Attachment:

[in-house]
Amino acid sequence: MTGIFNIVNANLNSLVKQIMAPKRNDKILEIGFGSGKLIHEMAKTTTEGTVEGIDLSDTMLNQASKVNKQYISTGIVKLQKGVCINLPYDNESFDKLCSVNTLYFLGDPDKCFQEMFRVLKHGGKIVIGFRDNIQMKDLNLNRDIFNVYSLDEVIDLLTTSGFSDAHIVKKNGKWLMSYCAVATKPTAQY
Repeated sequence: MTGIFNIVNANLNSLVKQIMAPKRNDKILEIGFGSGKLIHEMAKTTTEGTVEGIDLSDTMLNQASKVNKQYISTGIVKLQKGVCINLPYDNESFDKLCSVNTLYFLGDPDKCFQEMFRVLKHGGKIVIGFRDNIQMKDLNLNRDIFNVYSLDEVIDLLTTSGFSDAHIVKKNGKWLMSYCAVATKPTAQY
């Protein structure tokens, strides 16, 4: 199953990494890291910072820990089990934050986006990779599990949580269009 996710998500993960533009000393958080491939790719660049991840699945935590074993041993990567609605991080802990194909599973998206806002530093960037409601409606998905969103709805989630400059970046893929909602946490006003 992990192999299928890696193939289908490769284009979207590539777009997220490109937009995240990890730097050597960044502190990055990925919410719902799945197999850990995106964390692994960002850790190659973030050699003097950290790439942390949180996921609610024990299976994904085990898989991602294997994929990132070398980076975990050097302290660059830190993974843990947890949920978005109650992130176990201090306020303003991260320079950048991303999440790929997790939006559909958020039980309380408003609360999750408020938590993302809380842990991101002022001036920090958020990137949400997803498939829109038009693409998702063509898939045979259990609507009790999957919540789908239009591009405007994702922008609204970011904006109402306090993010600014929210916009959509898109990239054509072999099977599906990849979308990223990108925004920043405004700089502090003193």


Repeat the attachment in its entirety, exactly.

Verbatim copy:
[in-house]
Amino acid sequence: MTGIFNIVNANLNSLVKQIMAPKRNDKILEIGFGSGKLIHEMAKTTTEGTVEGIDLSDTMLNQASKVNKQYISTGIVKLQKGVCINLPYDNESFDKLCSVNTLYFLGDPDKCFQEMFRVLKHGGKIVIGFRDNIQMKDLNLNRDIFNVYSLDEVIDLLTTSGFSDAHIVKKNGKWLMSYCAVATKPTAQY
Repeated sequence: MTGIFNIVNANLNSLVKQIMAPKRNDKILEIGFGSGKLIHEMAKTTTEGTVEGIDLSDTMLNQASKVNKQYISTGIVKLQKGVCINLPYDNESFDKLCSVNTLYFLGDPDKCFQEMFRVLKHGGKIVIGFRDNIQMKDLNLNRDIFNVYSLDEVIDLLTTSGFSDAHIVKKNGKWLMSYCAVATKPTAQY
């Protein structure tokens, strides 16, 4: 199953990494890291910072820990089990934050986006990779599990949580269009 996710998500993960533009000393958080491939790719660049991840699945935590074993041993990567609605991080802990194909599973998206806002530093960037409601409606998905969103709805989630400059970046893929909602946490006003 992990192999299928890696193939289908490769284009979207590539777009997220490109937009995240990890730097050597960044502190990055990925919410719902799945197999850990995106964390692994960002850790190659973030050699003097950290790439942390949180996921609610024990299976994904085990898989991602294997994929990132070398980076975990050097302290660059830190993974843990947890949920978005109650992130176990201090306020303003991260320079950048991303999440790929997790939006559909958020039980309380408003609360999750408020938590993302809380842990991101002022001036920090958020990137949400997803498939829109038009693409998702063509898939045979259990609507009790999957919540789908239009591009405007994702922008609204970011904006109402306090993010600014929210916009959509898109990239054509072999099977599906990849979308990223990108925004920043405004700089502090003193």